Best Web Font Sources

In this post, I will provide an overview of some of the best web font sources. For past posts on some of the differences between print and web typography, be sure to check out Andrew and Lisa‘s past posts.

Computers have a selection of system fonts that can be used to display content from the web. Some common system fonts are Arial and Times New Roman. If a developer chooses something more specialized, and the viewer doesn’t have that specific font in their system, the browser will choose a default from the user’s computer.

This is set up in a css file like so:

	font-family:"Lucida Sans Unicode", "Lucida Grande", sans-serif; 

Notice I have more than one font specified in the font-family property. If someone opens my page on a browser that does not support “Lucida Sans Unicode”, then it tries “Lucida Grande” next, and sans-serif as a last resort. This helps me to exercise some degree of control on what users see when they go to my page. These multiple options are called fallbacks.


If you get bored with the same old system fonts, you can choose a different typeface with the @font-face property. @font-face is pretty great because it does not require any javascript and allows you to choose more than just the most dependable system fonts.

Applying @font-face with Font Squirrel

Say I want to use the font “WoodenNickelBlack” for my Nickelback fan page. First I download the font from Font Squirrel. Any True Type Font file will work, but I like Font Squirrel because all the fonts are free for commercial use. Then, I go to the Webfont Generator at Font Squirrel, upload my font, and download my kit. This method allows you to locally host your fonts. Put that kit in your css folder and then you can reference it with:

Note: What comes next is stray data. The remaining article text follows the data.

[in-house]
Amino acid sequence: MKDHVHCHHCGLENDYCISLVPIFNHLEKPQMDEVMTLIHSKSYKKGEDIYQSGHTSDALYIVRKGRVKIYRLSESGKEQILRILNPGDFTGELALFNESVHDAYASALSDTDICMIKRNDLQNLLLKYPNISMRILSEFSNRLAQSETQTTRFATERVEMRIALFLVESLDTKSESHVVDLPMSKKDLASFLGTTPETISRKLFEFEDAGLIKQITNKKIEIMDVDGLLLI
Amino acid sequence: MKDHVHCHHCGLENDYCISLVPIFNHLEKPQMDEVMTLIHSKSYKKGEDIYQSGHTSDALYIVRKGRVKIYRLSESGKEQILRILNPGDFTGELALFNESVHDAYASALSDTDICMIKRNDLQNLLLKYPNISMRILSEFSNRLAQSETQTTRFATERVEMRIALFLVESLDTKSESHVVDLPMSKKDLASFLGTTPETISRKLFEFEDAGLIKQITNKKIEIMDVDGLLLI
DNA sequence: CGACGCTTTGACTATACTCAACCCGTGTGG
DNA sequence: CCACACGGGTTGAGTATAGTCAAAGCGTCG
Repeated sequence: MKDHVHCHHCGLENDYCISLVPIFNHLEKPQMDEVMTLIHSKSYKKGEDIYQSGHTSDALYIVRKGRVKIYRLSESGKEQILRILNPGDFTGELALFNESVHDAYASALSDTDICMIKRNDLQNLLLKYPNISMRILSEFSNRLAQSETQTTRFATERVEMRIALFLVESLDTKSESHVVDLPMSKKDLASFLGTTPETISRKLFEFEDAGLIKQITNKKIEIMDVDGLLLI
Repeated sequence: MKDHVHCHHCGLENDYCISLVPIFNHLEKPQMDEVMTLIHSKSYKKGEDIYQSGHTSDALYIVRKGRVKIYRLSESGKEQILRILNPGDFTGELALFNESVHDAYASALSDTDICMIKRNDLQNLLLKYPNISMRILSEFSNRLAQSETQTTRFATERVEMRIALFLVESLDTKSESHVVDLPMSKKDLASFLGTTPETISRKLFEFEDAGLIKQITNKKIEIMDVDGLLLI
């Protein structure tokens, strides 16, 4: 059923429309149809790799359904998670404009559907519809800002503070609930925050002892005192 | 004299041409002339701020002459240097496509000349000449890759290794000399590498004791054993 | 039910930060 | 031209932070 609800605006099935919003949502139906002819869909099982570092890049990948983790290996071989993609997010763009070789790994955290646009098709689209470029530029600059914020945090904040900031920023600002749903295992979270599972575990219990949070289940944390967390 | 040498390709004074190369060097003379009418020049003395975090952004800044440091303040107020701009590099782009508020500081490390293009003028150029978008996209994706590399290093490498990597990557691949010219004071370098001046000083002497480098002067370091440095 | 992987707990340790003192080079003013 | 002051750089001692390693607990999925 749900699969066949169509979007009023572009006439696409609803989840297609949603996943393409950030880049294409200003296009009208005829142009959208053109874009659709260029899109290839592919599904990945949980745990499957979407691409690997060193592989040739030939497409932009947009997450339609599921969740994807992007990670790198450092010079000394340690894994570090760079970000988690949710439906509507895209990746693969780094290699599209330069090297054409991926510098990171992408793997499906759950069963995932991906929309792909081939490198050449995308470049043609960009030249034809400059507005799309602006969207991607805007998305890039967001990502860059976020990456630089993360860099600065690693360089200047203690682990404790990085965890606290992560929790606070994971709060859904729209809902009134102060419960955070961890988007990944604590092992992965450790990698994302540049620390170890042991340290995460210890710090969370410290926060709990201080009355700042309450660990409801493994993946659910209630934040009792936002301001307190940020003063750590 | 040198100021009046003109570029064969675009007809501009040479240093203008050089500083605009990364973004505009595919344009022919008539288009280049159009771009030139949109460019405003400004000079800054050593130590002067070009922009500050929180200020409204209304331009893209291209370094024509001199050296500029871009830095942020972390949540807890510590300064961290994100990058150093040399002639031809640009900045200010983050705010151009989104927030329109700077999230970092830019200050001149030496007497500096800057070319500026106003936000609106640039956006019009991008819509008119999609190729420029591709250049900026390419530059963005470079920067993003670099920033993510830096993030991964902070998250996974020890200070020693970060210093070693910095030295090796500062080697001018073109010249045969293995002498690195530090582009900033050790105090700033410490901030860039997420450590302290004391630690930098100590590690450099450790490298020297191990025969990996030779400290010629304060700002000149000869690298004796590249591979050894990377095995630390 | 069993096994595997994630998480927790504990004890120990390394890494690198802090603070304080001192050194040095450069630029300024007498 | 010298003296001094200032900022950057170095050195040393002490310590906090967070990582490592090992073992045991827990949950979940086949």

font-family: WoodenNickelBlack;
	src: url( );
	font-weight: 400;

and then:

	font-family: WoodenNickelBlack, Helvetica, Arial, sans-serif; 	

When using the @font-face declaration, it is important to define your desired weight with a font weight property such as:




Some other options are:



Typekit by Adobe

Instead of loading the type from the user’s computer or from the developer’s local files, designers can source type from sites like Google or Typekit by Adobe.

How it works:

Load Javascript Library

<!--Load JQuery Library-->  
<script type="text/javascript"

Launch the kit editor to add a font to your account. Typekit will generate a unique script file that is associated with your account, so that you can utilize the selectors of your chosen fonts in your @font-face declaration.

<script type="text/javascript" src="//"></script>
<script type="text/javascript">try{Typekit.load();}catch(e){}</script>

The web is becoming increasingly customizable, so take advantage of these resources to help your site rise above the rest!